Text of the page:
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The third graders were just introduced to Sphero Mini, a small spherical robot that can be controlled with an iPad. As expected, they were very excited to try it. Cries of “That’s so cool!” and “I want to use one of those!” were heard as soon as the box was opened.

After having some time to explore what the robot does, the students were given a task: using coding blocks, program Sphero to roll in a square. This required a bit more thinking. Students had to plan what their program would be, thinking about what steps it would take to create a square. They had to break down the problem and sequence the steps correctly. They had to work together to find a solution. When (not if) they didn’t get the code correct, they had to ask questions, learn from their mistakes, and keep trying.

Our third graders weren’t just controlling a robot: they were problem-solving. Though their “problem” was to make a simple square, we know that technology and computer programming will increasingly help us to solve big world problems, from improving health care, to storing energy, to cleaning up the ocean. Today’s students will be the individuals who use technology to solve these problems. Whenever we can give Roycemore students a chance to practice such problem-solving skills, we take it, whether that be third graders creating squares with Sphero, Middle Schoolers planning their personal passion projects, or Upper School students creating apps to promote zero waste during the Creative Jam in November. 

Computer scientists, educators, and other professionals have realized the power of the problem-solving skills gained from computer coding. Though the #1 source of new wages in the US, these skills are not just important for those who will someday be computer programmers. All students benefit from the communication, collaboration, and creative thinking involved in coding activities. These are, in fact, at the top of the list of skill sets on the World Economic Forum’s Future of Jobs report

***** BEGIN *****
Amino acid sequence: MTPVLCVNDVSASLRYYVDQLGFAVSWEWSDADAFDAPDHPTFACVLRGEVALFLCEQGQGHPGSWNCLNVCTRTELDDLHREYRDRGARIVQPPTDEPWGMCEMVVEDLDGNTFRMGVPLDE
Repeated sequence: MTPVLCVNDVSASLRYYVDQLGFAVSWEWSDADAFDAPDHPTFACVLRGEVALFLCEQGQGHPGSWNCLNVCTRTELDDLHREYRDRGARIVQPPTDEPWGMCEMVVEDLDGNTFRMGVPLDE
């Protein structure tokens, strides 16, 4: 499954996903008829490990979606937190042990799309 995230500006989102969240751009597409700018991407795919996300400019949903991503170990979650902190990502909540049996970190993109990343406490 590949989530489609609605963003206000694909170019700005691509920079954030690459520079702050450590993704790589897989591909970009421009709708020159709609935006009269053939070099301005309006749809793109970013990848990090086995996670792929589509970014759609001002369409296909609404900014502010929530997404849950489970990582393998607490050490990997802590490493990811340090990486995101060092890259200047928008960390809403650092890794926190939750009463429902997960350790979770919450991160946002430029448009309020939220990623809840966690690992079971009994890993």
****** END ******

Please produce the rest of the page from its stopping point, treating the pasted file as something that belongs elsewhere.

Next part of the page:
The Hour of Code is a global movement to introduce computer coding to people of all ages, by encouraging them to complete one hour of coding during the week. It takes place during Computer Science Education Week, in recognition of the birthday of computing pioneer Admiral Grace Murray Hopper (December 9, 1906). The movement began a few years ago and has grown exponentially since; this year there are over 105,000 Hour of Code events scheduled around the world. 

“The Hour of Code is designed to demystify code and show that computer science is not rocket science—anybody can learn the basics,” said Hadi Partovi, founder and CEO of Code.org. “Over 100 million students worldwide have tried an Hour of Code. The demand for relevant 21st-century computer science education crosses all borders and knows no boundaries.”

Roycemore is hosting one of those events! 

We will hold our Sixth Annual Hour of Code Celebration this Friday, December 13, from 3:15 to 4:30 pm in the Multipurpose Room. All Roycemore students and families are welcome! 

Roycemore students will not only try the Hour of Code during our Friday event. Our Hour of Code Celebration serves as the culmination of a week of coding activities that will take place throughout the school. In addition to the third graders programming Sphero to roll around, kindergarten students interacted with Osmo coding blocks to build problem solving skills, first grade students coded a dance routine, and fifth grade students programmed games with a coding program called Scratch

And coding activities do not just take place during this one week in December! Several Upper School students are enrolled in our Computer Science course this year, where they are learning the Python programming language, and have created their own version of a fast-food kiosk. Middle School students have the opportunity to participate in two STEM-related after-school clubs: Robotics and Video Game Programming. Projects from all of these courses and clubs will be showcased at our Hour of Code Celebration on Friday. We hope to see you there!